The Arts

Movie Locations No.2: ‘Wake In Fright’

Kenneth Cook’s book ‘Wake In Fright’ is a reminder that a short sharp shock of a novel can be infinitely more memorable than a 400-page thriller. Also known as ‘Outback’, it presents the Australian wilderness as a Dantean cauldron where men’s worst instincts surface. It’s a deeply uncomfortable but highly vivid read. Kenneth Cook is […]

Sharp Tongued English

Sir John Gielgud made so many horrendous gaffes that there’s a book about them called ‘Gielgoodies’ – the Shakespearian actor was forever insulting friends by mistake. He was blunt and thoughtless, but it must have been difficult to take offence when he’d say, ‘I don’t think Pemberton’s a good designer. You want someone who will […]

What Happened Next?

I often write about ideas that occur because I’m thinking about current events, but I don’t follow up with what happened next. Here’s a quick round-up of what DID happen next after certain recent articles.. 1. A couple of weeks ago I mentioned I was still at work on a historical epic called ‘The Foot […]

The Trouble With Anthologies

The BBC created a tradition of filming a classic ghost story for Christmas (the best of their choices is now out in a collectors’ Blu-Ray edition) and the same problem that bedevils written anthologies is magnified on film. Some stories simply fail to create the intended effect, leaving weak spots in the overall series or […]

Goodbye G&S

The writer Ray Galton has died at 88, following his writing partner Alan Simpson by just a year, and their passing marks the end of one of the great comedy partnerships. The writing team regularly voted the funniest in sitcom history created ‘Hancock’s Half Hour’ and ‘Steptoe & Son’. The success of the Hancock show, […]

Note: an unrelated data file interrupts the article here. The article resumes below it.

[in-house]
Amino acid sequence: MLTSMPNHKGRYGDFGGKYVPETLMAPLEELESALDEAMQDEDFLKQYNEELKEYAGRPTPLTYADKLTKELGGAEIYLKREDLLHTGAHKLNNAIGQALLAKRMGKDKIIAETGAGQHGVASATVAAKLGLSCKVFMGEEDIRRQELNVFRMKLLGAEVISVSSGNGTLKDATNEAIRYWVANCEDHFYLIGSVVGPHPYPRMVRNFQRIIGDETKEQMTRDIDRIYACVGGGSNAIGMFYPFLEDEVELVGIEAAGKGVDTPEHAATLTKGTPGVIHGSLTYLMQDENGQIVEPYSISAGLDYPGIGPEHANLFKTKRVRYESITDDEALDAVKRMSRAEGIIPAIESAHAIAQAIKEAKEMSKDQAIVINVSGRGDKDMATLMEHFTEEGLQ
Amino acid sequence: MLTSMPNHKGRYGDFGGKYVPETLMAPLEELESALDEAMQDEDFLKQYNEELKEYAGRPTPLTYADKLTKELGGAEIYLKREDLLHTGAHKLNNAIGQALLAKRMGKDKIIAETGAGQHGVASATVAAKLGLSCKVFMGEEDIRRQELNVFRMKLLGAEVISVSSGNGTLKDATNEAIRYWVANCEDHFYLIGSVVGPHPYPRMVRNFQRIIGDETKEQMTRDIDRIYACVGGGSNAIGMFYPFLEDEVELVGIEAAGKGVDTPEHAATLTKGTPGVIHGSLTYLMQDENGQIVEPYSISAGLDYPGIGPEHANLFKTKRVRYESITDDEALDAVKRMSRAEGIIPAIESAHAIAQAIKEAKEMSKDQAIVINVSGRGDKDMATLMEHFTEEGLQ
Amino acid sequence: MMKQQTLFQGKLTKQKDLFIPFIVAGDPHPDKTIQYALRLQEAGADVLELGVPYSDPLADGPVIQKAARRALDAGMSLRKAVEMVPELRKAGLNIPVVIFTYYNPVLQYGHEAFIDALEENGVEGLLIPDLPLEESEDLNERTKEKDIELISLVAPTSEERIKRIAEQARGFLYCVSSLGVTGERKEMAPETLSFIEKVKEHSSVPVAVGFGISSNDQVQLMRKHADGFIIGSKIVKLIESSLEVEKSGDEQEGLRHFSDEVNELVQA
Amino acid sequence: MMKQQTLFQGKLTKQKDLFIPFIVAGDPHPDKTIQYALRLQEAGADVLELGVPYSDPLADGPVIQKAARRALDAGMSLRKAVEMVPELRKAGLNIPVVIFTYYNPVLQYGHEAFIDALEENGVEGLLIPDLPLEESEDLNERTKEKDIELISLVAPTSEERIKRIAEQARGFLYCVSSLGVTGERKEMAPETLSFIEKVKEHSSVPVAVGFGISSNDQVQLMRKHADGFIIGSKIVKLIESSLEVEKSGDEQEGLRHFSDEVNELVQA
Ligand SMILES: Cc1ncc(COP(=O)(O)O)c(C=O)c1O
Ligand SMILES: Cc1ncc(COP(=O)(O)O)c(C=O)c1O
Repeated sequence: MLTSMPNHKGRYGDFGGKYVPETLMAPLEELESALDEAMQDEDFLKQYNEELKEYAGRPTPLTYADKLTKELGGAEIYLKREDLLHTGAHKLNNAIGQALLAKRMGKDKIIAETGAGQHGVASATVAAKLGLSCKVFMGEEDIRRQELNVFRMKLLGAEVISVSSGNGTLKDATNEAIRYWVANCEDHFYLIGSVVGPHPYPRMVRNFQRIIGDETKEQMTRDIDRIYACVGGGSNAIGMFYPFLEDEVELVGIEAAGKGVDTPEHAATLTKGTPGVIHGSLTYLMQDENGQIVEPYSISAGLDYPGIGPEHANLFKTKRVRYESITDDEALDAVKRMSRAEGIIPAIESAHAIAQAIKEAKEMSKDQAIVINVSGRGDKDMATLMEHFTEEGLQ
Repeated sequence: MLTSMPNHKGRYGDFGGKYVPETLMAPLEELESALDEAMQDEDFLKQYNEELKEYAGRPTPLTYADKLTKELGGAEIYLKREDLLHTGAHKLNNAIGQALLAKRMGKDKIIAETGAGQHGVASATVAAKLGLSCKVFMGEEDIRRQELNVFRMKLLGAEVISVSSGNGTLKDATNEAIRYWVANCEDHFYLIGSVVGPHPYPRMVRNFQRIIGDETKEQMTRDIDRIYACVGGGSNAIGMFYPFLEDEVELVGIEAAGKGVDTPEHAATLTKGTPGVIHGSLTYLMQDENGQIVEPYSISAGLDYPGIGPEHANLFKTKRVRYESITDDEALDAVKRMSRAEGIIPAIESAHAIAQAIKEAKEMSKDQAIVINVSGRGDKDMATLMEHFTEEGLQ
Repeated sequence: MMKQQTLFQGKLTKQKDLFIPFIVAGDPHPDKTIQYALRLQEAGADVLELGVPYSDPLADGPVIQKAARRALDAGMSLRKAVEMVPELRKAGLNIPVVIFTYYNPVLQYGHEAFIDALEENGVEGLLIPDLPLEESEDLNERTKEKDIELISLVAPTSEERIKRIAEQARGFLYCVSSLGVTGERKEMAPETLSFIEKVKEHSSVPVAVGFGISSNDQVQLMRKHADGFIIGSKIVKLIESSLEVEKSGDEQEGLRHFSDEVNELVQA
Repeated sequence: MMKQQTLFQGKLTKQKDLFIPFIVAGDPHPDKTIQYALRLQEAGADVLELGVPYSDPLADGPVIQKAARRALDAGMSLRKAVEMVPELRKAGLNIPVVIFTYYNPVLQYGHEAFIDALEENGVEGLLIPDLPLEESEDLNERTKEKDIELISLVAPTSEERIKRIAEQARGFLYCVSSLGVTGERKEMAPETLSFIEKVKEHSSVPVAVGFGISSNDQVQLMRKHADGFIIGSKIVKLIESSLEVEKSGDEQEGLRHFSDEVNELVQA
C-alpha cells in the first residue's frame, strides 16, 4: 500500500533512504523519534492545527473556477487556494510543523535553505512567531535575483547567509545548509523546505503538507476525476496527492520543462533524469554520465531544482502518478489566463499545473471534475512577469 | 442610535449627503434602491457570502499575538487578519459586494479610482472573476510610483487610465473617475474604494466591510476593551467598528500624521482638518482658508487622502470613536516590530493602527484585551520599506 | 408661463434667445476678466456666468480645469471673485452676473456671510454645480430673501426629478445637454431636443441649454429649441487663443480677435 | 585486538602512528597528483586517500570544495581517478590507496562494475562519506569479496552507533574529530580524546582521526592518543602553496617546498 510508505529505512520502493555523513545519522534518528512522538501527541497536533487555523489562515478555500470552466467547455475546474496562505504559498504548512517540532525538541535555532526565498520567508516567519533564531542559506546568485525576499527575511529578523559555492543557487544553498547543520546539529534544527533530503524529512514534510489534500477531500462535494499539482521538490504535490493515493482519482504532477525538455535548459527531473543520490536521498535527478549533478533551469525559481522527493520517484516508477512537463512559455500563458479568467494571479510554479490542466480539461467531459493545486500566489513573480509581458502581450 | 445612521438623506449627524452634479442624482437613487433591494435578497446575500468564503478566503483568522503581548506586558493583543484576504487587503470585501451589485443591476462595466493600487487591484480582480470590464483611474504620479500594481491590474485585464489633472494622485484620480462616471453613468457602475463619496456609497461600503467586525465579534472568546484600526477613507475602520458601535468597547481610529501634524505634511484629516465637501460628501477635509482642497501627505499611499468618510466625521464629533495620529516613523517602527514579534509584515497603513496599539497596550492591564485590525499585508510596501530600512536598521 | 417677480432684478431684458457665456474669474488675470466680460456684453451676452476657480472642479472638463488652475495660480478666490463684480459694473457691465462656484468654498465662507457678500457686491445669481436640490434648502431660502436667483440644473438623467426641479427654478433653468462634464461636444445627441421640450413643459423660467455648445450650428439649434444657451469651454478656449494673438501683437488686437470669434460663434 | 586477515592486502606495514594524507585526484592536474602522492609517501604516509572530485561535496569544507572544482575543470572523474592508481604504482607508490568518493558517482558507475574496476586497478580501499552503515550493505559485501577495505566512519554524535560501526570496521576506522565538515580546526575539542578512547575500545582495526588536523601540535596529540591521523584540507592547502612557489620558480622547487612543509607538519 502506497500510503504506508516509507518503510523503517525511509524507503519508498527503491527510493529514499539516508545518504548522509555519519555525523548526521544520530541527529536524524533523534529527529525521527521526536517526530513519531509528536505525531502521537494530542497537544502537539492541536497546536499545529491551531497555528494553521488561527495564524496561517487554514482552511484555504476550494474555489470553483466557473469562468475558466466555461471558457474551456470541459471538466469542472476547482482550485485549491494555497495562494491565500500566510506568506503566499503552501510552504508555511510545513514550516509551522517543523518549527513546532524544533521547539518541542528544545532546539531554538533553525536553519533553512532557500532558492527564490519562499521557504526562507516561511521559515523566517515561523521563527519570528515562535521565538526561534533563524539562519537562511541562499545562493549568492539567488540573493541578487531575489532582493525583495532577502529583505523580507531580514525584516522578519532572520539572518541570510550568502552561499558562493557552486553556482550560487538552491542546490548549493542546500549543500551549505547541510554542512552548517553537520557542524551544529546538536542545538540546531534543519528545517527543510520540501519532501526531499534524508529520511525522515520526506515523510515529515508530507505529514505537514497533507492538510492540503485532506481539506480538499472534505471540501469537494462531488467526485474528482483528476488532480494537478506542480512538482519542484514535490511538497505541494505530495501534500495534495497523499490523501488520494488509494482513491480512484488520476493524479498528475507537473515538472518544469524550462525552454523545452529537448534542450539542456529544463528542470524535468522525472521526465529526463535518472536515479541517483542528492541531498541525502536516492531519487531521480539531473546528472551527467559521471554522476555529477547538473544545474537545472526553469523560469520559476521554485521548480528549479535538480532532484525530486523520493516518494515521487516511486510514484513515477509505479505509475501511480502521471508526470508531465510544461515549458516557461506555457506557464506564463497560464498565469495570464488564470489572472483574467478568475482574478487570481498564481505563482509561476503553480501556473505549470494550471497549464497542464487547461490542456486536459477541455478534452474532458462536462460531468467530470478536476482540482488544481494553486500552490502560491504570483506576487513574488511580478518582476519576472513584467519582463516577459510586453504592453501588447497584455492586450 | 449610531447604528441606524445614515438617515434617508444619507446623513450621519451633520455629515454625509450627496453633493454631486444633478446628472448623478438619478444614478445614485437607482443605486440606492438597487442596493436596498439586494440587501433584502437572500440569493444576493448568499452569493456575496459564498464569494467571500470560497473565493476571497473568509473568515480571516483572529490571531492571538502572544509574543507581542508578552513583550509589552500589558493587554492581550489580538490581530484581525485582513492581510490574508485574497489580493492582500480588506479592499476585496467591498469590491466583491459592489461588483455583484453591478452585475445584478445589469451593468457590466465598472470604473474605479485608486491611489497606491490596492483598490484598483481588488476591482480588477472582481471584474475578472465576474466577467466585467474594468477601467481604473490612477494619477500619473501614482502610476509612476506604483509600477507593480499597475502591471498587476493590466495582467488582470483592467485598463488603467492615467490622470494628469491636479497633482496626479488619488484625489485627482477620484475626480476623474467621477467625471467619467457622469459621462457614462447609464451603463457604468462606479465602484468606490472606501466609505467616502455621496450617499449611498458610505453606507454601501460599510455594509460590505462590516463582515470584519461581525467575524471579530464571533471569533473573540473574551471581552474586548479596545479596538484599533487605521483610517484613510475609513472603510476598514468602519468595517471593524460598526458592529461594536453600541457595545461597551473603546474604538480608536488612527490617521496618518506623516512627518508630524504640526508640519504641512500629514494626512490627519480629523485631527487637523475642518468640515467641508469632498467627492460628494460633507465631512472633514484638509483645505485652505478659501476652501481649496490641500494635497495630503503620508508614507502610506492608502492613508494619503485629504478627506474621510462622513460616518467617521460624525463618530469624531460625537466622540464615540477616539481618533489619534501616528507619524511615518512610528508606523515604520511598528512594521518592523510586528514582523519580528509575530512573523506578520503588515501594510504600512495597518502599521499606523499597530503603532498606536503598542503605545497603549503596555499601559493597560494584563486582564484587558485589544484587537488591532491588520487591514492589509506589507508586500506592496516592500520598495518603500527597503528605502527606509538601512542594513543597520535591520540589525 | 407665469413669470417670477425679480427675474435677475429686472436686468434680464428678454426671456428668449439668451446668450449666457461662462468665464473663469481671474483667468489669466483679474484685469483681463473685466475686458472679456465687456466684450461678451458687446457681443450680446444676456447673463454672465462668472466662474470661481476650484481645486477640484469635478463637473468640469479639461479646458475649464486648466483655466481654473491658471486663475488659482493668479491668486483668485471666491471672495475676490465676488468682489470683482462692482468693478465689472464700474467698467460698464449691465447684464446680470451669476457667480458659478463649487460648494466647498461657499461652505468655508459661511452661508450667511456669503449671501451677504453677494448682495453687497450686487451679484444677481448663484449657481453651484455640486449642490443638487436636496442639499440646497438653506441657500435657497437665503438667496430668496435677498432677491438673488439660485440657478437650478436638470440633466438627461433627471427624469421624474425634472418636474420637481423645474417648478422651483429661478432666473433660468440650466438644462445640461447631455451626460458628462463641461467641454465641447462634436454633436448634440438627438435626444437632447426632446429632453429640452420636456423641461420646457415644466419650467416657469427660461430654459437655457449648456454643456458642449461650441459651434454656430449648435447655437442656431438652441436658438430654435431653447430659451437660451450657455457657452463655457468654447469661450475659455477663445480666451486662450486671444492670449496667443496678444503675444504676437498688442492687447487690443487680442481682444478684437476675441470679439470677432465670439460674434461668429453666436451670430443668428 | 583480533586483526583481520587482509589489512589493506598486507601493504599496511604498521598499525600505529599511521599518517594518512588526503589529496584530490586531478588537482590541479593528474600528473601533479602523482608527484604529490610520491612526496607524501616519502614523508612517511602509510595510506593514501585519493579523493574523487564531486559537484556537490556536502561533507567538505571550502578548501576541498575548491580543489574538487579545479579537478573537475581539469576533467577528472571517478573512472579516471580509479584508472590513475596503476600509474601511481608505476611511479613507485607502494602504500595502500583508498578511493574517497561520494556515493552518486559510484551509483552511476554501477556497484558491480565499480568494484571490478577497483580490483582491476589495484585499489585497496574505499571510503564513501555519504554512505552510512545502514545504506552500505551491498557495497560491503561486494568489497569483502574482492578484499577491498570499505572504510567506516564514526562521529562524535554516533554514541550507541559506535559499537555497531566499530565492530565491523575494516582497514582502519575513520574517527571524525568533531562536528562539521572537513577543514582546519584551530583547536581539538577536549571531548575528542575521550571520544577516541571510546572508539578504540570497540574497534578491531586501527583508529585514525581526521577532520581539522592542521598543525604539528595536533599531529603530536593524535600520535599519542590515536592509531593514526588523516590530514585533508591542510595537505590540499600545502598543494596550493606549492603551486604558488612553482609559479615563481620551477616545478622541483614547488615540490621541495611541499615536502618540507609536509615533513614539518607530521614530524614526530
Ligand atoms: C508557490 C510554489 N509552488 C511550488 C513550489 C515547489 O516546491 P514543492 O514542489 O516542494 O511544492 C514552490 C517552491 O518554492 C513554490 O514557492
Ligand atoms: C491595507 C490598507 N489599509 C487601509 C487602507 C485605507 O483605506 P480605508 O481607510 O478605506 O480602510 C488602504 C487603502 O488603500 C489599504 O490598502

Perfect Company

In 1970, composer/lyricist Stephen Sondheim had a show called ‘Company’ open on Broadway which, unusually for him, caught the tone of the times. The hippy era was ending, the swingers had swung and commitment loomed. ‘Company’ was a musical comedy presented in a fugue state, taking place between an intake of breath and its exhalation […]

Writers, Why Don’t You Write More?

I I have a new hero. It’s the terrifyingly prolific British playwright James Graham, theatre’s Boy Wonder (at 36) who tends to have multiple plays running at once. I was astounding by ‘Ink’, his play about Rupert Murdoch and The Sun newspaper, not just because it was intelligent but because it was a smash hit […]

Southern Forgotten

When we trimmed down authors for ‘The Book of Forgotten Authors’, two thirds were back-burnered because of information overload; there was a general feeling that we’d have turned off readers. I reluctantly removed Terry Southern even though he was such an interesting candidate. Few people now recall the name of Terry Southern, but he was […]

Wish I Was There: Why We Love Exotic Fiction

The first time I went to Greece, I was in my early twenties and working insane hours. We covered four islands a day via ferries and cargo planes, and everywhere we went the locals would come out of their houses and give us flowers or offer coffee. As most islands had no hotels we were […]

Serious Music To Amuse

For some peculiar reason the British are very fond of being silly around classical music. This dates back to the artist and musician Gerard Hoffnung (I posted a little about him four years ago). In 1956 Hoffnung mounted the first of his Hoffnung Festivals in London, during which classical music was spoofed for comic effect, with […]